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Florida Condo & HOA Legal Blog

News & Updates on Condo & HOA Laws & Legislation in the State of Florida

What is Your Community’s Most Outlandish Emotional Support Animal Request?

Posted in Education, Service Animals/Emotional Support Animals

emotional support animal in condoI am going to preface this blog post by stating that there are individuals who struggle with emotional disabilities and who can legitimately benefit from the use of an emotional support animal.

However, this blog post is not about those people.

Unfortunately, those of us who live in shared ownership communities, serve on their boards or represent these types of communities have all seen our share of abuse in this area. The legal pendulum seems to have swung very far in the direction of protecting the rights of people who want pets in “no pet” communities regardless if those people have fraudulently framed their requests as being a necessity for their emotional well-being. Meanwhile, the rights of people who specifically purchased a home in a pet-restricted community due to allergies and other health issues, fears/phobias or simply preference are not protected by the government with the same fervor and the board is often prevented from protecting their rights.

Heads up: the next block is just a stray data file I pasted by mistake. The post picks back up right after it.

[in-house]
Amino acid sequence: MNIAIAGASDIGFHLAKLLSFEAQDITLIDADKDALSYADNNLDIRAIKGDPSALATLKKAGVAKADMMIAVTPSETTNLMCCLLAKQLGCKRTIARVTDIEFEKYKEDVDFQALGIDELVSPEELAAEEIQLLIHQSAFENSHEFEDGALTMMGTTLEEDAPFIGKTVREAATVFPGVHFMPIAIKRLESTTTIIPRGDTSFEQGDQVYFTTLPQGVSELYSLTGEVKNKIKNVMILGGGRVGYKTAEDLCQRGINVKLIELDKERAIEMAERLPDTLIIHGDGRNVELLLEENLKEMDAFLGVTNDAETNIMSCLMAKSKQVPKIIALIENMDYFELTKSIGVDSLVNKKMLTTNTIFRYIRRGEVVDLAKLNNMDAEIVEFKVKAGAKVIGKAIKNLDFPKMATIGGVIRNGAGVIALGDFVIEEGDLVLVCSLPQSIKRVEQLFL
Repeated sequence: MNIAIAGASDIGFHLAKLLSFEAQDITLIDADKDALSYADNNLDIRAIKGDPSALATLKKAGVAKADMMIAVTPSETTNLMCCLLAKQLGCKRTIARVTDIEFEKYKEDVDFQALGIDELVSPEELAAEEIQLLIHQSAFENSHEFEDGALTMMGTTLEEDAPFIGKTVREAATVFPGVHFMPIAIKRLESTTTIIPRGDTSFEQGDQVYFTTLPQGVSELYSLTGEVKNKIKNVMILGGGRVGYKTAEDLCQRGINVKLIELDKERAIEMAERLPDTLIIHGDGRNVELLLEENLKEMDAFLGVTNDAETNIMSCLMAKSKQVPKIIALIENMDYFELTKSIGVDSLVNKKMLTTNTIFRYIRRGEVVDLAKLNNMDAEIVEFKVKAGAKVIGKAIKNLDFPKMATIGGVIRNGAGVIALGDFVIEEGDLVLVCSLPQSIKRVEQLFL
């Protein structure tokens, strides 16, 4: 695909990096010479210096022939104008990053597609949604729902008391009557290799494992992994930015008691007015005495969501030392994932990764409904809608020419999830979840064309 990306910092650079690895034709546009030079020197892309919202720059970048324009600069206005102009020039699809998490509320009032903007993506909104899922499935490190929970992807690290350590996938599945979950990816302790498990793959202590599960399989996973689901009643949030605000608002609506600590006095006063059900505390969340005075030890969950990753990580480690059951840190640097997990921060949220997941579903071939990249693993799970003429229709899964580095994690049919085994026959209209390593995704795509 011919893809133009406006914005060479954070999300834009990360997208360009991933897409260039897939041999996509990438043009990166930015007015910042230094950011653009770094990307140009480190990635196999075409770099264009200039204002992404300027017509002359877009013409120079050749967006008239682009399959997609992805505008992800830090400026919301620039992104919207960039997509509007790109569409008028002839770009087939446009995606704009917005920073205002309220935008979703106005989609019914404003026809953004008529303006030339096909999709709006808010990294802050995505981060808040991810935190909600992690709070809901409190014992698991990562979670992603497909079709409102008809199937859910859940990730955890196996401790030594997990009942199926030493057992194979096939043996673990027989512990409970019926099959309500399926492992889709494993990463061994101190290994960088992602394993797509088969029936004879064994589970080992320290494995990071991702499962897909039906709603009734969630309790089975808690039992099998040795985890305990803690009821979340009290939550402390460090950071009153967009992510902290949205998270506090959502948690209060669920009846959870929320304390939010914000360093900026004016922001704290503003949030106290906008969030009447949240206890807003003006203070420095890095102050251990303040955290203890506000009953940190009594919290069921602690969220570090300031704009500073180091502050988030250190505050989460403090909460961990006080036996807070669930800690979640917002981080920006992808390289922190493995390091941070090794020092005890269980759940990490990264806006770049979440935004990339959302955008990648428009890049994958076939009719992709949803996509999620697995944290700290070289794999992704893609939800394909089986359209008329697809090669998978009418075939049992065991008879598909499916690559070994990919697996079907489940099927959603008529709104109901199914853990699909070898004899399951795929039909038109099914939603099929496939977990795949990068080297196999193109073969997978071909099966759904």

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Estoppel Bills Dealt Severe Blow in Florida Legislature

Posted in CALL Alert, Legislation

call_logo.pngThe so-called “estoppel bills” (HB 611 and SB 736) were dealt a severe blow this week when the Senate version, SB 736, was “temporarily passed” by the Senate Regulated Industries Committee. That means that SB 736 has not been approved in any committees in the Senate, and with only 5 weeks left and 3 committees that it must go through, the chances of it passing is getting much less likely. The House version, HB 611, was approved in its second committee of reference. However, there were two “no” votes. Thanks to Rep. Fitzenhagen and Rep. Geller for voting “no” on this bill.